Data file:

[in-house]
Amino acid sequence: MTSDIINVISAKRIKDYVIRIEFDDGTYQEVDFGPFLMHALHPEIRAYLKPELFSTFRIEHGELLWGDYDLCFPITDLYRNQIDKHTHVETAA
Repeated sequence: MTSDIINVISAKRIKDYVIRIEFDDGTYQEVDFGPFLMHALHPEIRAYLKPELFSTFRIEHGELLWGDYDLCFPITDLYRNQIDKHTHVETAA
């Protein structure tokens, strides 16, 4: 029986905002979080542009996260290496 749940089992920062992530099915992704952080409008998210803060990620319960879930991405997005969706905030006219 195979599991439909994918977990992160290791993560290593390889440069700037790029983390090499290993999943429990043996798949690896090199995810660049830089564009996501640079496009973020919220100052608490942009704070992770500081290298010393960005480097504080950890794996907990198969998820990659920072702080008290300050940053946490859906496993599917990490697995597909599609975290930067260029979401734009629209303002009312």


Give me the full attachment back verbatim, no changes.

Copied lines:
[in-house]
Amino acid sequence: MTSDIINVISAKRIKDYVIRIEFDDGTYQEVDFGPFLMHALHPEIRAYLKPELFSTFRIEHGELLWGDYDLCFPITDLYRNQIDKHTHVETAA
Repeated sequence: MTSDIINVISAKRIKDYVIRIEFDDGTYQEVDFGPFLMHALHPEIRAYLKPELFSTFRIEHGELLWGDYDLCFPITDLYRNQIDKHTHVETAA
């Protein structure tokens, strides 16, 4: 029986905002979080542009996260290496 749940089992920062992530099915992704952080409008998210803060990620319960879930991405997005969706905030006219 195979599991439909994918977990992160290791993560290593390889440069700037790029983390090499290993999943429990043996798949690896090199995810660049830089564009996501640079496009973020919220100052608490942009704070992770500081290298010393960005480097504080950890794996907990198969998820990659920072702080008290300050940053946490859906496993599917990490697995597909599609975290930067260029979401734009629209303002009312």